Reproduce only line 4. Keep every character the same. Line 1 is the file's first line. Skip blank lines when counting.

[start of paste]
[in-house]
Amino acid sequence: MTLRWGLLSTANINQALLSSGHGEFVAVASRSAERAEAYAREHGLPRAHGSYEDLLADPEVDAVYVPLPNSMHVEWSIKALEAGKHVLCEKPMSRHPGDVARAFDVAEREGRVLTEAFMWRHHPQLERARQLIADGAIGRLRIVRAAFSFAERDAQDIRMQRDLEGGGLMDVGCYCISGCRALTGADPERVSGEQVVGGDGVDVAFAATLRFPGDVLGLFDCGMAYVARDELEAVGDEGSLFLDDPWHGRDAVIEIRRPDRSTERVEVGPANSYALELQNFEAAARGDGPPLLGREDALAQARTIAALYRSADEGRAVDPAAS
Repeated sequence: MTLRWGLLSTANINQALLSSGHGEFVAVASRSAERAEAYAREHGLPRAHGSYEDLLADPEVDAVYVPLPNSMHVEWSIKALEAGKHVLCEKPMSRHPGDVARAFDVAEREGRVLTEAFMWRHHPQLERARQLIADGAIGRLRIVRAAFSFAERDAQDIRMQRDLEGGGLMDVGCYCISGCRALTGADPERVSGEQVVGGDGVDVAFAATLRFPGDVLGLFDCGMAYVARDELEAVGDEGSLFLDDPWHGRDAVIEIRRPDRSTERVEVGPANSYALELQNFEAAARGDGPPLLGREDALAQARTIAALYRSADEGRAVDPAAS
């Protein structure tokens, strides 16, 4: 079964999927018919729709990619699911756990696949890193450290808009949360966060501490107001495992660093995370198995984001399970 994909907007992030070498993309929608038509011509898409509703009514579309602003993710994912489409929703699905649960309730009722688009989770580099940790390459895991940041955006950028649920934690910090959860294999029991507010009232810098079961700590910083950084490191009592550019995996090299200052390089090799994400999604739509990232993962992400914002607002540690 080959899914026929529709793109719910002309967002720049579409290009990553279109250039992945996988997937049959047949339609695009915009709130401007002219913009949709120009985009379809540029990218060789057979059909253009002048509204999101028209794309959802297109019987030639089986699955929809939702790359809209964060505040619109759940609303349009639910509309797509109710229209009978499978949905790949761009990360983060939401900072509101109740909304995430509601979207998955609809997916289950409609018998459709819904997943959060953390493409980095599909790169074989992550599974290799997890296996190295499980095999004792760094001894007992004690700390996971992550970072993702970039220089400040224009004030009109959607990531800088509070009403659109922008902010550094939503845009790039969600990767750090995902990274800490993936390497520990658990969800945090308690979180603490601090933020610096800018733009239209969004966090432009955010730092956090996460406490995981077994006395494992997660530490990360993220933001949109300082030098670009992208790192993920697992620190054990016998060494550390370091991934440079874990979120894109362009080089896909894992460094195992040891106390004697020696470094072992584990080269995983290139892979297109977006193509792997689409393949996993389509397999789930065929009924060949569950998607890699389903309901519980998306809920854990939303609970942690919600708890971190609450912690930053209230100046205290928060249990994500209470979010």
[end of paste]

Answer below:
């Protein structure tokens, strides 16, 4: 079964999927018919729709990619699911756990696949890193450290808009949360966060501490107001495992660093995370198995984001399970 994909907007992030070498993309929608038509011509898409509703009514579309602003993710994912489409929703699905649960309730009722688009989770580099940790390459895991940041955006950028649920934690910090959860294999029991507010009232810098079961700590910083950084490191009592550019995996090299200052390089090799994400999604739509990232993962992400914002607002540690 080959899914026929529709793109719910002309967002720049579409290009990553279109250039992945996988997937049959047949339609695009915009709130401007002219913009949709120009985009379809540029990218060789057979059909253009002048509204999101028209794309959802297109019987030639089986699955929809939702790359809209964060505040619109759940609303349009639910509309797509109710229209009978499978949905790949761009990360983060939401900072509101109740909304995430509601979207998955609809997916289950409609018998459709819904997943959060953390493409980095599909790169074989992550599974290799997890296996190295499980095999004792760094001894007992004690700390996971992550970072993702970039220089400040224009004030009109959607990531800088509070009403659109922008902010550094939503845009790039969600990767750090995902990274800490993936390497520990658990969800945090308690979180603490601090933020610096800018733009239209969004966090432009955010730092956090996460406490995981077994006395494992997660530490990360993220933001949109300082030098670009992208790192993920697992620190054990016998060494550390370091991934440079874990979120894109362009080089896909894992460094195992040891106390004697020696470094072992584990080269995983290139892979297109977006193509792997689409393949996993389509397999789930065929009924060949569950998607890699389903309901519980998306809920854990939303609970942690919600708890971190609450912690930053209230100046205290928060249990994500209470979010």